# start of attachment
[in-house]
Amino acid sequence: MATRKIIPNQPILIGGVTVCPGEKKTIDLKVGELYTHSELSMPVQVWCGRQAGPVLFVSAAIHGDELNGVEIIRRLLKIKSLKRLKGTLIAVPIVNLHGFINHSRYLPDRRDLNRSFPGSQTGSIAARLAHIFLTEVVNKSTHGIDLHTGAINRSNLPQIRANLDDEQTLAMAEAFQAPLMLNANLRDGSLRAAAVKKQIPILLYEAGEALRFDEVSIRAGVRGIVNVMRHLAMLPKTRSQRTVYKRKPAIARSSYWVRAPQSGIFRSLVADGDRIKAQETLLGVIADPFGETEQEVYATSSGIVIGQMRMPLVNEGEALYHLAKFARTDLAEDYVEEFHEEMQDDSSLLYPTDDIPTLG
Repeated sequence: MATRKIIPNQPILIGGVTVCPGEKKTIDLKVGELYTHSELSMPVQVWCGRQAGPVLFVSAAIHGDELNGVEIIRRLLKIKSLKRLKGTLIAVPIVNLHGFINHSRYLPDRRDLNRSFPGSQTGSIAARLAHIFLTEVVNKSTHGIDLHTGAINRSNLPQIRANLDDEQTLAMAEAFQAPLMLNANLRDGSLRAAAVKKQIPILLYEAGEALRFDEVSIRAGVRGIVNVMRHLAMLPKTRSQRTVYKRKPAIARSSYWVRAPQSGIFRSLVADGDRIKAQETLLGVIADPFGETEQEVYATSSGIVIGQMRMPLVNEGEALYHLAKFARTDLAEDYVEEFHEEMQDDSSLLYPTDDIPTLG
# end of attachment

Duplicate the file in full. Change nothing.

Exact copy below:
[in-house]
Amino acid sequence: MATRKIIPNQPILIGGVTVCPGEKKTIDLKVGELYTHSELSMPVQVWCGRQAGPVLFVSAAIHGDELNGVEIIRRLLKIKSLKRLKGTLIAVPIVNLHGFINHSRYLPDRRDLNRSFPGSQTGSIAARLAHIFLTEVVNKSTHGIDLHTGAINRSNLPQIRANLDDEQTLAMAEAFQAPLMLNANLRDGSLRAAAVKKQIPILLYEAGEALRFDEVSIRAGVRGIVNVMRHLAMLPKTRSQRTVYKRKPAIARSSYWVRAPQSGIFRSLVADGDRIKAQETLLGVIADPFGETEQEVYATSSGIVIGQMRMPLVNEGEALYHLAKFARTDLAEDYVEEFHEEMQDDSSLLYPTDDIPTLG
Repeated sequence: MATRKIIPNQPILIGGVTVCPGEKKTIDLKVGELYTHSELSMPVQVWCGRQAGPVLFVSAAIHGDELNGVEIIRRLLKIKSLKRLKGTLIAVPIVNLHGFINHSRYLPDRRDLNRSFPGSQTGSIAARLAHIFLTEVVNKSTHGIDLHTGAINRSNLPQIRANLDDEQTLAMAEAFQAPLMLNANLRDGSLRAAAVKKQIPILLYEAGEALRFDEVSIRAGVRGIVNVMRHLAMLPKTRSQRTVYKRKPAIARSSYWVRAPQSGIFRSLVADGDRIKAQETLLGVIADPFGETEQEVYATSSGIVIGQMRMPLVNEGEALYHLAKFARTDLAEDYVEEFHEEMQDDSSLLYPTDDIPTLG